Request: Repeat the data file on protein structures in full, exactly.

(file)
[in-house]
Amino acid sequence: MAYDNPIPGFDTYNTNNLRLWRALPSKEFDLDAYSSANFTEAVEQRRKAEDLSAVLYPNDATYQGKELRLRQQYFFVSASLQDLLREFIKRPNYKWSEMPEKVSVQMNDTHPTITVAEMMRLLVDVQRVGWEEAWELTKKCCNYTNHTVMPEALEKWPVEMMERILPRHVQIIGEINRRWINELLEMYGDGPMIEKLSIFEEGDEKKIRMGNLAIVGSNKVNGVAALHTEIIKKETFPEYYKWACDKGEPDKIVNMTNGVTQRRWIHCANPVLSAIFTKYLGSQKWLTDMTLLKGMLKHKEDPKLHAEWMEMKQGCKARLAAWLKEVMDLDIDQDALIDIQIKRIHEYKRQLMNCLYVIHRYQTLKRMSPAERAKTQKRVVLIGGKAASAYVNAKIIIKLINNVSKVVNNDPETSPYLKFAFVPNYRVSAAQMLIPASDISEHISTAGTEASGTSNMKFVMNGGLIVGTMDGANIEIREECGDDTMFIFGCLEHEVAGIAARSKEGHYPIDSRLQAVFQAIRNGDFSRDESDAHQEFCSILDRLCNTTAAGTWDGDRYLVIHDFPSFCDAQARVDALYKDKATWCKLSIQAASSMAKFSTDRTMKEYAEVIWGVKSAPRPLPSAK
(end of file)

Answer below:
[in-house]
Amino acid sequence: MAYDNPIPGFDTYNTNNLRLWRALPSKEFDLDAYSSANFTEAVEQRRKAEDLSAVLYPNDATYQGKELRLRQQYFFVSASLQDLLREFIKRPNYKWSEMPEKVSVQMNDTHPTITVAEMMRLLVDVQRVGWEEAWELTKKCCNYTNHTVMPEALEKWPVEMMERILPRHVQIIGEINRRWINELLEMYGDGPMIEKLSIFEEGDEKKIRMGNLAIVGSNKVNGVAALHTEIIKKETFPEYYKWACDKGEPDKIVNMTNGVTQRRWIHCANPVLSAIFTKYLGSQKWLTDMTLLKGMLKHKEDPKLHAEWMEMKQGCKARLAAWLKEVMDLDIDQDALIDIQIKRIHEYKRQLMNCLYVIHRYQTLKRMSPAERAKTQKRVVLIGGKAASAYVNAKIIIKLINNVSKVVNNDPETSPYLKFAFVPNYRVSAAQMLIPASDISEHISTAGTEASGTSNMKFVMNGGLIVGTMDGANIEIREECGDDTMFIFGCLEHEVAGIAARSKEGHYPIDSRLQAVFQAIRNGDFSRDESDAHQEFCSILDRLCNTTAAGTWDGDRYLVIHDFPSFCDAQARVDALYKDKATWCKLSIQAASSMAKFSTDRTMKEYAEVIWGVKSAPRPLPSAK